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In Olympic Opening Ceremonies, Small Victory for Futura Bold Italic

Sure, there were the 15,000 performers, including 2,008 drummers in “Fou Formation,” glowing fairies, and adorable children singing at that pitch that renders any song both eerie and heartbreaking. There was the gigantic glowing globe that took a year to design and construct and was a dead ringer for the AT&T logo. There were miles of LEDs, constant pyrotechnical flourishes, and a performance of movable type printing that would have given Gutenberg a heart attack, all set against a spirited battle of Claritin vs. Zyrtec that raged during commercial breaks. But amidst all of the excitement of last Friday’s Olympic opening ceremony, we zeroed in on the sole appearance of English text as it flashed on the massive screen that welcomed the world to Beijing.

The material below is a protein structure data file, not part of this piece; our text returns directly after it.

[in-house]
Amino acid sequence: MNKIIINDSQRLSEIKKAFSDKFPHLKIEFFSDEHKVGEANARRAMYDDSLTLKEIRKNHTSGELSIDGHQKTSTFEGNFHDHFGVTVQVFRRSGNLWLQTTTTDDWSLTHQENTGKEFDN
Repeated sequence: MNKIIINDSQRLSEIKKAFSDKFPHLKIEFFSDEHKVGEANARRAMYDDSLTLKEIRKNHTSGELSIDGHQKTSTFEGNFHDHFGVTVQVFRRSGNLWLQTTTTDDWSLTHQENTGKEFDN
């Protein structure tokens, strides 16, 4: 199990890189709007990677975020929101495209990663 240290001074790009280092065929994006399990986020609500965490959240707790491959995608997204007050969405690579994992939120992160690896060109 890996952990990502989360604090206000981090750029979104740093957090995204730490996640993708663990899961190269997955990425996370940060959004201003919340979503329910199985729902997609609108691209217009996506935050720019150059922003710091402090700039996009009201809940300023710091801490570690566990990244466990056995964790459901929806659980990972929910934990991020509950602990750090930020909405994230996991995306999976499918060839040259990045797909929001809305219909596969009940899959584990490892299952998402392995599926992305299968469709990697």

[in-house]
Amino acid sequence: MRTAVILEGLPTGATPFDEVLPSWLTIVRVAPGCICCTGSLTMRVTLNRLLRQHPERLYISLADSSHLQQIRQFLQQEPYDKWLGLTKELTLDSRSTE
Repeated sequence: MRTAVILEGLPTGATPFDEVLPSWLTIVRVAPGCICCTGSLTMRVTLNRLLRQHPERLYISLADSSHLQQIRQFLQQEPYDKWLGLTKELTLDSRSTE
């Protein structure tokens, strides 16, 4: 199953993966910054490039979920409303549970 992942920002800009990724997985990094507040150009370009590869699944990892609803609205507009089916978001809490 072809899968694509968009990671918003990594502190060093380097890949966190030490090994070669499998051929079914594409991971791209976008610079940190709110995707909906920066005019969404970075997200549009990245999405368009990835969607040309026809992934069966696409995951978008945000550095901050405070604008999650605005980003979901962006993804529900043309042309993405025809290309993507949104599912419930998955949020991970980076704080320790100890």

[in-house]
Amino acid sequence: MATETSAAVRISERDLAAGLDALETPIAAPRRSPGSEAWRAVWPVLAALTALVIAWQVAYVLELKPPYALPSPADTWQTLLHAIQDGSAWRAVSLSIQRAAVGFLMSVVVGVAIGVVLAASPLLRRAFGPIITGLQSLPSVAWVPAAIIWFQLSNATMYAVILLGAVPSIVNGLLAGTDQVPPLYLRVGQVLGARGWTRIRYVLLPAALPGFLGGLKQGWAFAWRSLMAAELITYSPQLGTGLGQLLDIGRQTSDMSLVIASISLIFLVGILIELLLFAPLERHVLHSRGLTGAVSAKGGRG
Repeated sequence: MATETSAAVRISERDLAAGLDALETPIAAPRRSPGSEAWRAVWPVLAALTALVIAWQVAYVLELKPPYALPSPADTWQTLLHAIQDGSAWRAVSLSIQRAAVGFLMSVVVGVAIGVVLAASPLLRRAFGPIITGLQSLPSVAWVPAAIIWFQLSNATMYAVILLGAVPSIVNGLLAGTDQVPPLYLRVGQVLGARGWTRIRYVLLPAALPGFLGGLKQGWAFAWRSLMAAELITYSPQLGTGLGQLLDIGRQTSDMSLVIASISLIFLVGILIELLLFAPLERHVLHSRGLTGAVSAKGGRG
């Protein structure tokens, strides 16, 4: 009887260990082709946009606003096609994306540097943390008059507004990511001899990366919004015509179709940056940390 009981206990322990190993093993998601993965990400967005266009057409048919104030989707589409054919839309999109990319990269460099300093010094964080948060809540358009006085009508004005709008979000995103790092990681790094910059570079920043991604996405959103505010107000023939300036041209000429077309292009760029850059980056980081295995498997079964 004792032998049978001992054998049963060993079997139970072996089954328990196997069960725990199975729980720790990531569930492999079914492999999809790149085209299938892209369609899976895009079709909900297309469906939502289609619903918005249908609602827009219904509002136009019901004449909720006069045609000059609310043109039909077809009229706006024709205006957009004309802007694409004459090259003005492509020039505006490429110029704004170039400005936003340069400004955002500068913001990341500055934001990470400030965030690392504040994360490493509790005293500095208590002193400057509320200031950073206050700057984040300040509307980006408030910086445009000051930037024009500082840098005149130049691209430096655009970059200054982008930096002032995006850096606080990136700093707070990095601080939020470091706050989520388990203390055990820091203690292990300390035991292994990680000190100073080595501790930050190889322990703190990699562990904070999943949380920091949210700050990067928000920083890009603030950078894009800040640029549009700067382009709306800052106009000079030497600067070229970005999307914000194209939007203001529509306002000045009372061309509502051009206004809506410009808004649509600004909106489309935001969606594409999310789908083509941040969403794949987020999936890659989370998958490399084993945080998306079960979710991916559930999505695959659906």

The fateful moment came during the post-countdown part of the ceremony, when the Confucius-inspired welcome greeting appeared first in Chinese, then in English, and then in both languages. What typeface made the cut? Futura Bold Italic, of course. We struggled to find a decent video of the scene, but the below amateur one will give you a flavor. Look sharp around 3:25, right before they cut away to a shot of Barbara Kruger grinning. (OK, maybe we imagined that last part. Pass the Claritin.)

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